Speaking of the “scorns of time”, what CMS described in detail (a mere 4-months late) was how they intend to define the denominator of this important fraction. That denominator includes 6 criteria:
(1) Is not enrolled in Medicare Advantage or a Medicare cost plan;
(2) Does not have Medicare as a secondary payer;
(3) Is enrolled in both Medicare Parts A and B;
(4) Is at least 18 years of age;
(5) Is a United States resident; and
(6) Has a minimum of (1) one maintenance dialysis service claim (which need not be with a dialysis facility that is affiliated with an ESCO); and (2) one Part B claim with an eligible clinician in an ESCO.
To sleep, perchance to dream
Item 6 on the hit parade above is what we’ve been waiting for since the end of 2016. Basically, the way this works is CMS will look at every physician on the ESCO participant list. They will add up all of the adult, US residents enrolled in Medicare A & B who are not in an MA plan, who receive dialysis for ESRD, and who have at least one encounter with one of the docs in the ESCO during 2017. That’s your denominator. The ESCO participant list is the numerator. They will check this fraction 3 times during the year. If at any of those 3 points during the year the ESCO clears the patient count OR the revenue hurdle below, ALL PROVIDERS in the ESCO are QPs for that year.
Note the 3 check points occur on March 31, June 30, and August 31. Due the necessity to permit a three months claims “run out” to occur, the ESCOs will be notified sometime during July 2017, October 2017, or January 2018 respectively. Importantly, if during any of these check points the ESCO clears either the patient count or the revenue QP hurdle, everyone is a QP this year and the calculation is not checked again until it’s time to do so for the 2018 performance year.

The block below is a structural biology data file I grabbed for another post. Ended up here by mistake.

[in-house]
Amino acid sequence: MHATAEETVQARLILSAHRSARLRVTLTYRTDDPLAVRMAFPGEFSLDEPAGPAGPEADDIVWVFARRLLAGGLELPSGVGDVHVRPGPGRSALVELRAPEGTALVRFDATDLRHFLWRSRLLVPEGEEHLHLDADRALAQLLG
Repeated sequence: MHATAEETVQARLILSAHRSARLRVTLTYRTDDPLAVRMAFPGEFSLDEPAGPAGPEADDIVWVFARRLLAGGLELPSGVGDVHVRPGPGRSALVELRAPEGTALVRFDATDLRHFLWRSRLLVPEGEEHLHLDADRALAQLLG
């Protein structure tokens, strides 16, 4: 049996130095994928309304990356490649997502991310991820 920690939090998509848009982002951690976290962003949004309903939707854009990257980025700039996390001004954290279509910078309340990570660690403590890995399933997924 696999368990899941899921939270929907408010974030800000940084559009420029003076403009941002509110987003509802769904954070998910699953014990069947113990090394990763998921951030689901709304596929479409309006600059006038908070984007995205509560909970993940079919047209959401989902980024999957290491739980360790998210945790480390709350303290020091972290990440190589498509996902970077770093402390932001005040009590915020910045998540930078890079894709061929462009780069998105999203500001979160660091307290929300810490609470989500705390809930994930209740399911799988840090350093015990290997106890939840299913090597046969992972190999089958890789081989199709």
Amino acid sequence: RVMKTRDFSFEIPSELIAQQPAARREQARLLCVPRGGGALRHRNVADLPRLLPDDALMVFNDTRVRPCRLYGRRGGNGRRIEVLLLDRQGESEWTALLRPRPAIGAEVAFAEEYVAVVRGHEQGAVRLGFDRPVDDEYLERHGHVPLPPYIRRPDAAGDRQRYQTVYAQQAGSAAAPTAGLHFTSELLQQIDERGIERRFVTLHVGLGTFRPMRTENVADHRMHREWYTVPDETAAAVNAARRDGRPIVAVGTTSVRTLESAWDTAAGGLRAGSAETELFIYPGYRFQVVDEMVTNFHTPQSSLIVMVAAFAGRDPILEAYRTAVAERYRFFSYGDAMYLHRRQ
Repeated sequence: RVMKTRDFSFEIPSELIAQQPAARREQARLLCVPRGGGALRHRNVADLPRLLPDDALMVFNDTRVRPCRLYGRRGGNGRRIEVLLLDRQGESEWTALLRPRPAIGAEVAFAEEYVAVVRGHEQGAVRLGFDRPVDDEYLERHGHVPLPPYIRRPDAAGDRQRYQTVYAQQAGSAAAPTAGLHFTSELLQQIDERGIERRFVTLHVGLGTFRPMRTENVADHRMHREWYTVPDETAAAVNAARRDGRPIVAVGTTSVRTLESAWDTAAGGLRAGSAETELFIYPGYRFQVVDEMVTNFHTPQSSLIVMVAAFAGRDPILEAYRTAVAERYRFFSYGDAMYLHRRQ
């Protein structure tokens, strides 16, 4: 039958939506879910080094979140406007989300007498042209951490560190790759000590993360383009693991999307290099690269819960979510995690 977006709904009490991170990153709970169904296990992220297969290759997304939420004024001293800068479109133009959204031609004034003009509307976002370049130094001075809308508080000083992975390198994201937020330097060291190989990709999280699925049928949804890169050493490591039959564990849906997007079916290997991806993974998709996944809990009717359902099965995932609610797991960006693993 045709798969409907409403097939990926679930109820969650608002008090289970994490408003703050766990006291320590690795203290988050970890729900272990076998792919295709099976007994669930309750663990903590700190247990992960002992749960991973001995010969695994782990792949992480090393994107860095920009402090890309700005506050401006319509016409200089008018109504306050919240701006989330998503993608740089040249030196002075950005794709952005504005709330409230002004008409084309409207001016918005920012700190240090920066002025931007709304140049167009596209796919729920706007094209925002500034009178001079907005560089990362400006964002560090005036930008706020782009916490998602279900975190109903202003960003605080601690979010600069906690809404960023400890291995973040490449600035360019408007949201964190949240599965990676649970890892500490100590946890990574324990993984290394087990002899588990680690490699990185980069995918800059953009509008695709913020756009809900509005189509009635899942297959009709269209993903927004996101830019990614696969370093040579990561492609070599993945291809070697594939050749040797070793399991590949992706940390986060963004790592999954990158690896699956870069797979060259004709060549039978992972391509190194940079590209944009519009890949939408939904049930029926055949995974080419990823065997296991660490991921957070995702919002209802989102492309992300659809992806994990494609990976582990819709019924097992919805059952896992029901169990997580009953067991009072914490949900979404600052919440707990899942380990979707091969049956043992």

Be all my sins remember’d
I am rapidly running out of Shakespeare quotes so we must be near the end of this post! Suffice it to say, this is very good news for ESCO participants. Unless a very small fraction of the ESRD patients cared for the by the ESCO participants are receiving treatment in the ESCO dialysis facilities, it certainly looks like nephrologists in an ESCO will easily achieve QP status. While there is still work to be done in the ESCO itself, avoiding MIPS and collecting the 5% Advanced APM bonus is a remarkably attractive reward, one that might even draw Hamlet’s attention.
Do you have questions or comments about the QP calculation? Drop us a note and join the conversation.
Terry Ketchersid, MD, MBA, practiced nephrology for 15 years before spending the past seven years at Acumen focused on the Health IT needs of nephrologists. He currently holds the position of Chief Medical Officer for the Integrated Care Group at Fresenius Medical Care North America where he leverages his passion for Health IT to problem solve the coordination of care for the complex patient population served by the enterprise.